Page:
Creating a Default Permanent Tablespace
The DEFAULT TABLESPACE clause of the CREATE DATABASE statement specifies a default permanent tablespace for the database. Oracle Database assign to this tablespace any non-SYSTEM users for whom you do not explicitly specify a different permanent tablespace. If you do not specify this clause, then the SYSTEM tablespace is the default permanent tablespace for non-SYSTEM users. Oracle strongly recommends that you create a default permanent tablespace.
Creating a Default Temporary Tablespace
The DEFAULT TEMPORARY TABLESPACE clause of the CREATE DATABASE statement creates a default temporary tablespace for the database. Oracle Database this tablespace as the temporary tablespace for users who are not explicitly assigned a temporary tablespace.
You can explicitly assign a temporary tablespace or tablespace group to a user in the CREATE USER statement. However, if you do not do so, and if no default temporary tablespace has been specified for the database, then by default these users are assigned the SYSTEM tablespace as their temporary tablespace. It is not good practice to store temporary data in the SYSTEM tablespace, and it is cumbersome to assign every user a temporary tablespace individually. Therefore, Oracle recommends that you use the DEFAULT TEMPORARY TABLESPACE clause of CREATE DATABASE.
You can add or the default temporary tablespace after database creation. You do this by creating a new temporary tablespace or tablespace group with a CREATE TEMPORARY TABLESPACE statement, and then assign it as the temporary tablespace using the ALTER DATABASE DEFAULT TEMPORARY TABLESPACE statement. Users will automatically be switched (or assigned) to the new default temporary tablespace.
The following statement assigns a new default temporary tablespace:ALTER DATABASE DEFAULT TEMPORARY TABLESPACE tempts2;
The new default temporary tablespace must already exist. When using a locally managed SYSTEM tablespace, the new default temporary tablespace must also be locally managed.
You cannot drop or take offline a default temporary tablespace, but you can assign a new default temporary tablespace and then drop or take offline the former one. You cannot change a default temporary tablespace to a permanent tablespace.
Users can obtain the name of the current default temporary tablespace by querying the PROPERTY_NAME and PROPERTY_VALUE columns of the DATABASE_PROPERTIES view. These columns contain the values "DEFAULT_TEMP_TABLESPACE" and the default temporary tablespace name, respectively.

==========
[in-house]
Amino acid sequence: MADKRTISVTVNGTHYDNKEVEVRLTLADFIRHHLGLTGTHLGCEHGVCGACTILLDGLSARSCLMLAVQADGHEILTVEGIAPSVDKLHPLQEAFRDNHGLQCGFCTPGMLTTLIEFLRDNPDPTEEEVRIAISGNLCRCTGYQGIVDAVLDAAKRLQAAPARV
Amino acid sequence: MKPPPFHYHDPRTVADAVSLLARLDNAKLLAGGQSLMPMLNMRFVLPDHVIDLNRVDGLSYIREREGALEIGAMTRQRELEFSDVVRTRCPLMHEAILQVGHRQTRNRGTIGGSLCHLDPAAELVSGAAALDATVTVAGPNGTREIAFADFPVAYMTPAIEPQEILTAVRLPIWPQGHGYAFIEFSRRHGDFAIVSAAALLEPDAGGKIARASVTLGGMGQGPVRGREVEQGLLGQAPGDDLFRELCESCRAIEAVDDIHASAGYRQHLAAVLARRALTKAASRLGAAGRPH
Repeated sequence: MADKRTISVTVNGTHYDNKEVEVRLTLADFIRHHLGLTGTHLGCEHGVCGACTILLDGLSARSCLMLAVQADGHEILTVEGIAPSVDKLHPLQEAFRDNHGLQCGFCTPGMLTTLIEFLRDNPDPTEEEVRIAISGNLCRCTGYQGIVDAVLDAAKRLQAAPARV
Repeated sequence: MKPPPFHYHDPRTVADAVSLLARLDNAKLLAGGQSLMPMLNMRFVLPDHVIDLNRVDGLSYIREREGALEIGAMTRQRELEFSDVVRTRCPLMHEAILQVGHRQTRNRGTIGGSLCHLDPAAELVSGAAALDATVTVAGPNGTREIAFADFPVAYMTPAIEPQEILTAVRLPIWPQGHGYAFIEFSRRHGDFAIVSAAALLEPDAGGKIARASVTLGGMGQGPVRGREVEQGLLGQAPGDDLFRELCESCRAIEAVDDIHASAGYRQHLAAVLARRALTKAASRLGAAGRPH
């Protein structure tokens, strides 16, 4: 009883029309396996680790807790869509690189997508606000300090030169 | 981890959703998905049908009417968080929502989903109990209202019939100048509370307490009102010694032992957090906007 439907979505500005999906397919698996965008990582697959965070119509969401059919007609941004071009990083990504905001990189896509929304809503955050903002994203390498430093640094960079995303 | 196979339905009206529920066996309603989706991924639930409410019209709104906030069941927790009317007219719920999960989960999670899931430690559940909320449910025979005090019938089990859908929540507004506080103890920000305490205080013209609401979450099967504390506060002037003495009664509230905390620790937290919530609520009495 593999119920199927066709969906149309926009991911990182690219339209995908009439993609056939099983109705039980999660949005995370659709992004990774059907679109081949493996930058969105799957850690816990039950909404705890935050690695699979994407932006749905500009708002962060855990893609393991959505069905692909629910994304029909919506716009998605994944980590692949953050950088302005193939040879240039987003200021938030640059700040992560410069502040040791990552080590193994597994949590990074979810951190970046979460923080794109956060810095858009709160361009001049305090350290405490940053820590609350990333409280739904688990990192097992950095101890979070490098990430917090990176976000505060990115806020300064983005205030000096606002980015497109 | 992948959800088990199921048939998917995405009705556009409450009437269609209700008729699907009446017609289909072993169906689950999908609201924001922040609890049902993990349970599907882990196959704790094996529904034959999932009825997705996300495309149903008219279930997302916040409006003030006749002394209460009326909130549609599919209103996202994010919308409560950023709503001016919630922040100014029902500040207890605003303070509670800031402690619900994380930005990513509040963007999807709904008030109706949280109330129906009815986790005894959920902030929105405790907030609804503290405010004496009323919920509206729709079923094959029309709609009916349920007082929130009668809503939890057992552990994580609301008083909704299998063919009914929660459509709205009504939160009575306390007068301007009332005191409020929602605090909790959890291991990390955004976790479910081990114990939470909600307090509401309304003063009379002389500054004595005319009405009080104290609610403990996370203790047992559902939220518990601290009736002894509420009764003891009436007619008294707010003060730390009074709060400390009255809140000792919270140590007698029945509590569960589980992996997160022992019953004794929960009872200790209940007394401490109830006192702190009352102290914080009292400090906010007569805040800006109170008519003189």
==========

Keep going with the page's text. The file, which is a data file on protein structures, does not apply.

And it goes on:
Specifying Oracle-Managed Files at Database Creation
You can minimize the number of clauses and parameters that you specify in your CREATE DATABASE statement by using the Oracle- managed files feature. You do this either by specifying a directory in which your files are created and managed by Oracle Database, or by using Automatic Storage Management. When you use Automatic Storage Management, you specify a disk group in which the database creates and manages your files, including file redundancy and striping.
By including any of the initialization parameters DB_CREATE_FILE_DEST, DB_CREATE_ONLINE_LOG_DEST_n, or DB_RECOVERY_FILE_DEST in your initialization parameter file, you instruct Oracle Database to create and manage the underlying operating system files of your database. Oracle Database will automatically create and manage the operating system files for the following database structures, depending on which initialization parameters you specify and how you specify clauses in your CREATE DATABASE statement:
The following CREATE DATABASE statement shows briefly how the Oracle-managed files feature works, assuming you have specified required initialization parameters:
Supporting Bigfile Tablespaces During Database Creation
Oracle Database simplifies management of tablespaces and enables support for ultra-large databases by letting you create bigfile tablespaces. Bigfile tablespaces can contain only one file, but that file can have up to 4G blocks. The maximum number of datafiles in an Oracle Database is limited (usually to 64K files). Therefore, bigfile tablespaces can significantly enhance the storage capacity of an Oracle Database.
This section discusses the clauses of the CREATE DATABASE statement that let you include support for bigfile tablespaces.
Specifying the Default Tablespace Type
The SET DEFAULT ... TABLESPACE clause of the CREATE DATABASE statement to determines the default type of tablespace for this database in subsequent CREATE TABLESPACE statements. Specify either SET DEFAULT BIGFILE TABLESPACE or SET DEFAULT SMALLFILE TABLESPACE. If you omit this clause, the default is a smallfile tablespace, which is the traditional type of Oracle Database tablespace. A smallfile tablespace can contain up to 1022 files with up to 4M blocks each.
The use of bigfile tablespaces further enhances the Oracle-managed files feature, because bigfile tablespaces make datafiles completely transparent for users. SQL syntax for the ALTER TABLESPACE statement has been extended to allow you to perform operations on tablespaces, rather than the underlying datafiles.
The CREATE DATABASE statement shown in "Specifying Oracle-Managed Files at Database Creation" can be modified as follows to specify that the default type of tablespace is a bigfile tablespace:
To dynamically change the default tablespace type after database creation, use the SET DEFAULT TABLESPACE clause of the ALTER DATABASE statement:ALTER DATABASE SET DEFAULT BIGFILE TABLESPACE;
You can determine the current default tablespace type for the database by querying the DATABASE_PROPERTIES data dictionary view as follows:
Overriding the Default Tablespace Type